Photo: Halifax Examiner
Photo: Halifax Examiner

Tender awards

Dexter Construction—$651,999.98 for paving various locations in Burnside Business Park.

Lange’s Rock Farm Construction Limited—$660,130.38 for rebuilding the Northwest Arm Seawall.

Wellington Street

Last month’s public hearing on the proposed Wellington Street development ran til midnight, so council will debate and vote on the issue tomorrow. I gave extensive background on the issue here.

Garbage

There are a couple of things going on on the garbage front.

First, council is going through the formal motion of a “first reading” of the new garbage bag policies—clear bags except for one opaque bag, with a limit of six bags per household. These changes were debated and approved by council after a public hearing in December, but due to input received at the public hearing the bylaws were tweaked enough to require another go-round in the public notification process, hence tomorrow’s “first reading.” Likely, council will give final approval to the changes at its next meeting, and the bylaw will come into effect soon after.

Second, and far more problematic, council will have a “first reading” for a bylaw change that will allow commercial waste haulers (that is, haulers who pick up garbage at apartment buildings and commercial businesses) to truck the waste out of HRM. This is coupled with an increase in the Otter Lake dump’s tipping fees, from $125 per tonne to $170 per tonne, which nearly guarantees every commercial hauler will choose to dump at the Kaizer Meadow Landfill in Chester, where tipping fees are just $76 per tonne—the difference more than justifies the fuel and labour costs of the longer drive.

The existing no-export rule for garbage was essential to the philosophy behind HRM’s then-state-of-the-art waste system in 1995. The staff report on this issue goes into contortions to justify ditching the no-export rule, noting that:

The 1995 Integrated Waste Resource Strategy adopted by Council provides that the Municipality will manage the waste generated within the Municipality – but it does not impose an obligation that all waste must be disposed of within the municipality. Similarly, there are no such requirements in the HRM Charter, the Environment Act, the Solid Waste Resources Regulations, the Community Monitoring Committee Agreement, the Mirror Nova Scotia Agreement or at common law. Most municipalities do not have flow control and prior to 2002 Halifax also did not have flow control. Halifax does have an obligation to manage the waste generated within the municipality, whether generated by residential or ICI sources, however the Municipality does not have the obligation to process the waste. The Solid Waste Resources Regulations under the Environment Act require Halifax to ensure at least 50% diversion for waste. The 1995 Strategy envisioned that the ICI sector could elect to use the Municipality’s disposal facilities or create their own disposal facilities. Halifax currently has a diversion rate of approximately 61%. Solid Waste staff will continue to monitor and track diversion to ensure the Municipality meets its obligation under the Environment Act.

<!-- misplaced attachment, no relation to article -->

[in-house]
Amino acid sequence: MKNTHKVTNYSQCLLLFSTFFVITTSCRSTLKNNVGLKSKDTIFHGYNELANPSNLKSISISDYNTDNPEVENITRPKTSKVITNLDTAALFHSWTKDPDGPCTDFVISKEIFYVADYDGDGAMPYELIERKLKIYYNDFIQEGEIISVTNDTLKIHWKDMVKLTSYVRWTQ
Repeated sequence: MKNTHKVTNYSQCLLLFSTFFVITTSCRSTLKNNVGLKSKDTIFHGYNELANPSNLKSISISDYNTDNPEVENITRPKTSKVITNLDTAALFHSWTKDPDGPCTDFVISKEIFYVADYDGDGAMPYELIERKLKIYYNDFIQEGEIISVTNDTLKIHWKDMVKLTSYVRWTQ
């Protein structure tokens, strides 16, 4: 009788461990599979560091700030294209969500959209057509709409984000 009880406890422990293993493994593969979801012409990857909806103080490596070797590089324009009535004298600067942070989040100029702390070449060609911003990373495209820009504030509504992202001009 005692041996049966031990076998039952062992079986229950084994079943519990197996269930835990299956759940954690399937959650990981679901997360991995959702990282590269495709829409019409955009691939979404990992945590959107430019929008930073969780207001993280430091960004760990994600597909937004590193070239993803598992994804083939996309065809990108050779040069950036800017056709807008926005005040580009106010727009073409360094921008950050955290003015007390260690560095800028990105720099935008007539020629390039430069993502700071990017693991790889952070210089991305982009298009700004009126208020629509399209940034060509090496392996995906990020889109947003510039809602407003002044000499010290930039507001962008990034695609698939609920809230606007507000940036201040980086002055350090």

Allowing waste to be exported to landfills outside the Municipality is not considered diversion. The amount of exported waste is still attributed to Halifax’s total tonnes generated for diversion totals when calculated by the Province and RRFB. If waste was to be removed from the Halifax it would be delivered to a landfill site which is bound by the same Provincial laws and regulations currently in place at the Otter Lake facility. All landfills in Nova Scotia are governed by the same Nova Scotia Solid Waste regulations and guidelines as well as landfill liner specifications. Residual waste/garbage materials exported from Halifax would be delivered to other permitted and fully compliant landfills. The receiving landfill operator is responsible to ensure provincial legislation, regulations and bans are adhered to and complied with.

There are approximately 140,000 tonnes of waste currently being delivered to, and processed at the Otter Lake landfill facility each year. Of this, 80,000 tonnes are generated by the ICI sector with the remaining 60,000 tonnes generated through residential collection. Based on fiscal year 2013/14 the cost per tonne to process was $163 with the associated tip fee at $125 per tonne. This resulted in a tip fee variance of $38 per tonne which represents over $3 million in tax payer funded subsidies for ICI waste processing and disposal (Table 1).

All of  this is true, but look at it another way: If, instead of being subsidized, commercial haulers were charged the full $170 rate and required to dump at Otter Lake, the diversion issue would evaporate over night—the incentive to pull recyclables and organics out of the garbage stream would be huge.

But as is, the city is already resisting a provincial effort to increase diversion rates. As I explained last July: